Spleen derived lymphocytes were cultured in six-well plates (10 × 106 cells/well) in 5 mL of medium and incubated during 24 h in the presence or absence of ConA (5 μg/mL), LPS (50 μg/mL), CMP or GMP (100 μg/mL). The supernatants were collected after 48 hours of incubation. Levels of IgA, IgG1, interleukin (IL)-2, IL-4, tumor necrosis factor-μ and interferon (IFN)- μwere determined by ELISA according to the manufacturer instructions (Bethyl and Biosource).
Analysis of Gene Expression by Reverse Transcription-Polymerase Chain Reaction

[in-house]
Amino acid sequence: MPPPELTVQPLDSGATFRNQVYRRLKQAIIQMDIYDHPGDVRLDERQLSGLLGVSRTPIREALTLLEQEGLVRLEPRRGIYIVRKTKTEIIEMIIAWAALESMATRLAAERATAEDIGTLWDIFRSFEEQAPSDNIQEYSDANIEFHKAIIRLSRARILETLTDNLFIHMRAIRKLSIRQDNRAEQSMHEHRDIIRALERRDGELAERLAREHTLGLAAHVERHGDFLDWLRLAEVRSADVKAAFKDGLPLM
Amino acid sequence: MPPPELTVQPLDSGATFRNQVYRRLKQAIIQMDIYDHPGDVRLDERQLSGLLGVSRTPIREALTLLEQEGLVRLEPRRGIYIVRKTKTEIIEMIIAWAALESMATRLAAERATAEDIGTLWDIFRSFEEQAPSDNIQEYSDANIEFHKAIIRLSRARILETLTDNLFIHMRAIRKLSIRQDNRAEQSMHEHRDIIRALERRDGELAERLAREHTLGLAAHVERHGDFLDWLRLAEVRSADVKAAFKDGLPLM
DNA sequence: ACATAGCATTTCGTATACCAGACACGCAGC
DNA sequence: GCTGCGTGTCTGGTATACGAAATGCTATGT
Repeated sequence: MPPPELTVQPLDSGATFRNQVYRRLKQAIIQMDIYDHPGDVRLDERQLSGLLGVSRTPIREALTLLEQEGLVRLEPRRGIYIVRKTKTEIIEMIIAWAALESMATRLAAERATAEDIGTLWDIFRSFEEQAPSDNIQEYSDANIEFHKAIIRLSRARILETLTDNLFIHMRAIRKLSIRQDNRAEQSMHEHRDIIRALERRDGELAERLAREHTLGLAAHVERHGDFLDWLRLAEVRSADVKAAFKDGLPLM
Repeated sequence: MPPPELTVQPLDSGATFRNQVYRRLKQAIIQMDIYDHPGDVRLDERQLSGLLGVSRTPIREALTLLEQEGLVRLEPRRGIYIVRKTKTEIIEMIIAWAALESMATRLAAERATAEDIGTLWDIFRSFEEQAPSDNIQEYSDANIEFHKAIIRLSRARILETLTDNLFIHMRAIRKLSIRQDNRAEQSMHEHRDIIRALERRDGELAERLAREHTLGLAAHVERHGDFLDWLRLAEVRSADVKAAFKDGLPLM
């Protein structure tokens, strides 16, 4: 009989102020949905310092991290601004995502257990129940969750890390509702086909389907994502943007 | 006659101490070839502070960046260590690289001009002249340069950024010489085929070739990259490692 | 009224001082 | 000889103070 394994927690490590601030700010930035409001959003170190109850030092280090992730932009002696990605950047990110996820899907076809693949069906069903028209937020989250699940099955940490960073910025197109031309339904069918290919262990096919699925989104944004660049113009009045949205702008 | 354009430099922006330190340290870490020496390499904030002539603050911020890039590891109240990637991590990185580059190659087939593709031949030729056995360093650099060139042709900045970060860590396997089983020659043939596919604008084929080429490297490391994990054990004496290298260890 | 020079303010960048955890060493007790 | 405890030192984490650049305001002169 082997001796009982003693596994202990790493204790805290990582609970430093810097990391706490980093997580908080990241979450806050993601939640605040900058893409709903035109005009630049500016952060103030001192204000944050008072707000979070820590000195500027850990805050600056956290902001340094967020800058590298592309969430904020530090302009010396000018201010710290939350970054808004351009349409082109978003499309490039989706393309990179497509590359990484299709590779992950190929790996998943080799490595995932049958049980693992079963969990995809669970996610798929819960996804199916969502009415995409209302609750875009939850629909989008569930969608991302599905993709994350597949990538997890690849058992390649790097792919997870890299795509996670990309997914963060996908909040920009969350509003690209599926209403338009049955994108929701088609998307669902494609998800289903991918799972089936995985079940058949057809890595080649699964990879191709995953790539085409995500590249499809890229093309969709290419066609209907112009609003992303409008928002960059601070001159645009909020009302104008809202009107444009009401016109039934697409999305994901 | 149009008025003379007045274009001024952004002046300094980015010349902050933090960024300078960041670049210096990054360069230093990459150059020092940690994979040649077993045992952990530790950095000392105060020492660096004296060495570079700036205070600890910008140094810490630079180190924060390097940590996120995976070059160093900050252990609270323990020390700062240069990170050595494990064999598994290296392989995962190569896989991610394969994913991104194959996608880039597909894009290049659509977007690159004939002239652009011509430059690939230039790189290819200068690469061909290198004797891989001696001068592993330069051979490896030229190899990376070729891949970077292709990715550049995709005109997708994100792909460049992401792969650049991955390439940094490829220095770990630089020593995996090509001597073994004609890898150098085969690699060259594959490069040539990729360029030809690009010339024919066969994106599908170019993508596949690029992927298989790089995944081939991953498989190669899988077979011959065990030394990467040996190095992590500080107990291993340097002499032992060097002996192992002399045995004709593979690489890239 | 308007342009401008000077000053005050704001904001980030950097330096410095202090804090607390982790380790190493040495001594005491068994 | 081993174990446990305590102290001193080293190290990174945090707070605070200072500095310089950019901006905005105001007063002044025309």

Total mRNA was isolated from cultured spleen cells by using Trizol Reagent (Invitrogen, Carlsbad, CA) as described by the manufacturer. The reversed transcription was performed by using the Reverse Transcriptase AMV (Roche, Indianapolis, IN) as described elsewhere (31). First-strand cDNAs were either stored at -20°C or used for the polymerase chain reaction (PCR) step. PCR reactions (25 μ L total volume) were performed as previously reported (31). Once the PCR reactions were completed, 20 μ L of each reaction mixture was used for electrophoresis on 2% agarose gels, and DNA bands were visualized with ethidium bromide staining and ultraviolet irradiation. Murine oligonucleotides primers used in the PCR were purchased from MWG-Biotech AG (Ebersberg, Germany) and the nucleotide sequences were as follows: IFN-γ, forward 5′-TGGAGGAACTGGCAAAAGGATGGT-3′, reverse 5′-TTGGCACAATCTCTTCAC-3′; IL-4, forward 5′-ACGA-GGTCACAGGAGAAGGGA-3′, reverse 5′-GGAGCA-GCTTATCGATGAATC-3′ β-actin, forward 5′-TGGAATC-CTGTGGCATCC-3′, reverse 5′-AACGCAGCTCAGTAA-CAGTCC-3′.